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Anger in Iraq following release of general who 'abandoned Mosul to IS'

Mahdi Gharawi is accused of human rights violations and abandoning Mosul to IS [Twitter]

Date of publication: 2 August, 2020

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Iraqi General Mahdi Gharawi, who was accused of desertion and treason for allowing IS to take over Mosul in 2014, was released from prison to the shock of many Iraqis.
An Iraqi general widely blamed for the fall of the city of Mosul to Islamic State (IS) extremists in 2014 was released from prison on Saturday, to the dismay of many Iraqis.

Iraqis from Mosul reacted with anger to news that General Mahdi Gharawi, who had been tasked with the defence of Iraq's third-largest city in 2014, had left prison and was now back at home after just two years in custody.

The Iraqi army and police had an estimated 60,000 men in Mosul, and greatly outnumbered the attacking IS force which was estimated to be only 1,500 strong. However, they abandoned their positions in the city in June 2014, allowing IS to capture it in just six days.

Mosul endured three years under the rule of IS extremists and large parts of it were destroyed in airstrikes by the US-led anti-IS coalition.

Bodies of victims of the war are still regularly being found in the city, where scenes of devastation predominate today, three years after IS militants were expelled.

Gharawi was accused of a series of charges by the Iraqi defence ministry, including desertion and dereliction of duty. The charges carried a maximum penalty of death.

Taha Abbassi, the father of seven children who were killed along with their mother in a coalition airstrike on Mosul in 2016 called the announcement of Gharawi's release "disgusting".

"Justice is absent in Iraq," he told The New Arab's Arabic-language service. "When things like this happen it makes the creation of a state which respects human rights and the right to justice impossible."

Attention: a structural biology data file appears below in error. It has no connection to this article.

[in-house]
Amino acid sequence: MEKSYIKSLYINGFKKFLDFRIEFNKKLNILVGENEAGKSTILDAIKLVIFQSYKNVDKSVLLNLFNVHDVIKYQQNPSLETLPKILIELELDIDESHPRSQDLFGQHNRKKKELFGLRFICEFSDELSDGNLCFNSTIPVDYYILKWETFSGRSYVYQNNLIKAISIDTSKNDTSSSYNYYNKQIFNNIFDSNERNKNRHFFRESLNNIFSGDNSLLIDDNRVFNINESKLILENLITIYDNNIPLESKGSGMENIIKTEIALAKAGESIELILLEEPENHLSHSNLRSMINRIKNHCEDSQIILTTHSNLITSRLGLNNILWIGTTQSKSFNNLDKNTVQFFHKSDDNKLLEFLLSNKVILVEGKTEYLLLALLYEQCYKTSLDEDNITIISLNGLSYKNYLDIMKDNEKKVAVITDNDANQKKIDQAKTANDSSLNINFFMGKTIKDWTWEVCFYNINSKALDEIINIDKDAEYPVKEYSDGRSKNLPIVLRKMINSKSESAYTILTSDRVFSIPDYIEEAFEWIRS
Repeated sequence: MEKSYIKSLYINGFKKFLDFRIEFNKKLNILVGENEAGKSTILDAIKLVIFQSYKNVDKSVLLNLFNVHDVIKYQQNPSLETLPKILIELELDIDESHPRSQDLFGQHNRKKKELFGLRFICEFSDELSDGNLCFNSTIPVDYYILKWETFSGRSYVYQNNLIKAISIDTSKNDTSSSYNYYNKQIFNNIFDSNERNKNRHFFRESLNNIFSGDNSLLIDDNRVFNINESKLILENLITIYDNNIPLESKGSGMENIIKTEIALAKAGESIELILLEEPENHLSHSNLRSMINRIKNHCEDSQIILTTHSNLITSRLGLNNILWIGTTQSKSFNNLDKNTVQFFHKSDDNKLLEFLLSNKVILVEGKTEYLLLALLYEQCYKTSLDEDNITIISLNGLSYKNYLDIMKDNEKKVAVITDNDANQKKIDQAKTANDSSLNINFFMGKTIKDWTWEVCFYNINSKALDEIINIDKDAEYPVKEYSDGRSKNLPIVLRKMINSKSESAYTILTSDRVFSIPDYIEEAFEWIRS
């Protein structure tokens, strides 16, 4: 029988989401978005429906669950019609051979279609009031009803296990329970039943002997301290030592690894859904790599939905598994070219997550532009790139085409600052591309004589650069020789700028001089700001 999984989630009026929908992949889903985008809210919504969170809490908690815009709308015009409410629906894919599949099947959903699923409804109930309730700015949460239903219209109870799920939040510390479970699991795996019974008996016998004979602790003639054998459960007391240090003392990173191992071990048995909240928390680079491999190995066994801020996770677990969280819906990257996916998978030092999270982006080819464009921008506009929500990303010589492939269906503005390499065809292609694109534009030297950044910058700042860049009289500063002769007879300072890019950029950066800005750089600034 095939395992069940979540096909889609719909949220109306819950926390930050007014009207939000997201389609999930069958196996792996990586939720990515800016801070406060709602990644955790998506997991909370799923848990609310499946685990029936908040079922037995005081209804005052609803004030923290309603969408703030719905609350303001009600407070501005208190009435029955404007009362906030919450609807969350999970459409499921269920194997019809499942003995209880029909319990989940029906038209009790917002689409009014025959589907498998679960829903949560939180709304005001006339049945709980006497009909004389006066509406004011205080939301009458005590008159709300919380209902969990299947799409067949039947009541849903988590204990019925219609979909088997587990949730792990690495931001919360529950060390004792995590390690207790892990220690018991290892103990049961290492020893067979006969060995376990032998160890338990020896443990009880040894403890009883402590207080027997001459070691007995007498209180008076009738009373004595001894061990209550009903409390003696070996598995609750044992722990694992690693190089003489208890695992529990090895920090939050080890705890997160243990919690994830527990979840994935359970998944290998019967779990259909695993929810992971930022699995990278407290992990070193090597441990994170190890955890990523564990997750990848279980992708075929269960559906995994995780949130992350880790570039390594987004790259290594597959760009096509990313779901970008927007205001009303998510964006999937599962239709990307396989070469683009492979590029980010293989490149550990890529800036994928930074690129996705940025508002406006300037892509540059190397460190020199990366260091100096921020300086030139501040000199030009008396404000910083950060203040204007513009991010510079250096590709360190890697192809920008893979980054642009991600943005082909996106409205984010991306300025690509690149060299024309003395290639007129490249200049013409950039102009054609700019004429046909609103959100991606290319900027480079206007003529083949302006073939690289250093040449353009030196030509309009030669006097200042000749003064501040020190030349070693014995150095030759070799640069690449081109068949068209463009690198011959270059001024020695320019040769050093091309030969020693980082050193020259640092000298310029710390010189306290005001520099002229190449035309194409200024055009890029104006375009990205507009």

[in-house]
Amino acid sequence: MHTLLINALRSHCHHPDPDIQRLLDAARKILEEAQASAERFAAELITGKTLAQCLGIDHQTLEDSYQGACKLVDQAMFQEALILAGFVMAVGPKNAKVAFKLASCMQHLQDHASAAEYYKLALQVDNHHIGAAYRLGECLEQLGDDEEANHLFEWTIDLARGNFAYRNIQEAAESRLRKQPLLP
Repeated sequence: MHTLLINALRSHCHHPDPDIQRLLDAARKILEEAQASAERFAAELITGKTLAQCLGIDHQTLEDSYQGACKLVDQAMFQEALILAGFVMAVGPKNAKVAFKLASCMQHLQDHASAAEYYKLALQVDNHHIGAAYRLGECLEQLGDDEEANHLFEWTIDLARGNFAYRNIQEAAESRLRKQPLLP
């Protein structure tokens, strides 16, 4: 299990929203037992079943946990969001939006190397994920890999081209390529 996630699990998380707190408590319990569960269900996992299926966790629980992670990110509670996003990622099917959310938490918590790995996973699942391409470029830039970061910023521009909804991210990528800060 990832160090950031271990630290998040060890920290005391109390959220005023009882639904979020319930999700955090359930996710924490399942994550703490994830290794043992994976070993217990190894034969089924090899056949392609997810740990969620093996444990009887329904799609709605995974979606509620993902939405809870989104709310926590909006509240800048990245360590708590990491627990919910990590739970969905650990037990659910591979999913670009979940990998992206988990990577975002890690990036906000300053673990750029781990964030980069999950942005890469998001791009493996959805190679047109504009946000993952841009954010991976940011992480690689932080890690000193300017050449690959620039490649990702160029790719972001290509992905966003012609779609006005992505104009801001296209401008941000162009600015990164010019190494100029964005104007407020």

Read also: The Iraqi nurse leading Mosul’s battle against Covid-19

Although free from prison now, he still faces a number of charges in civilian courts, including high treason, which the Iraqi parliament accused him of in 2015, and human rights violations committed during Gharawi's command of Mosul’s security.

Other officers who were accused of abandoning Mosul to IS, such as Federal Police Colonel Kifah Muzher, have also been released from prison.

Some Iraqi MPs said that Gharawi's release and his avoidance of trial on other charges so far were due to his connections to top establishment figures.

A former member of the Iraqi parliament's defence and security committee, who preferred to remain anonymous, told The New Arab's Arabic-language service, "Gharawi's release came about through political pressure and mediation and he should have faced the charges which carry the death penalty, including treason and desertion from battle."

The former MP said that political parties had put pressure on former Iraqi Prime Minister Adel Abdul Mahdi, who resigned following anti-government protests last year, to release Gharawi.

He said that Gharawi could now flee the country to avoid facing further charges against him but the Iraqi Interior Ministry published a statement saying that the general had been released on bail while other charges against him were investigated and he was unable to leave the country.

Before the fall of Mosul to IS Gharawi was accused in 2008 of running secret prisons and torturing detainees while commanding the 2nd National Police Division in Baghdad. Witnesses said that they personally saw him torture detainees, and that this torture took place along sectarian lines.

However, former Iraqi Prime Minister Nouri Al-Maliki protected Gharawi from prosecution and later gave him a new command in Mosul.

A Shia Muslim, Gharawi, who had previously also served in Saddam Hussein's Republican Guard, alienated much of Mosul's mostly Sunni population during his time there, while continuing to oversee torture of detainees and violate human rights.

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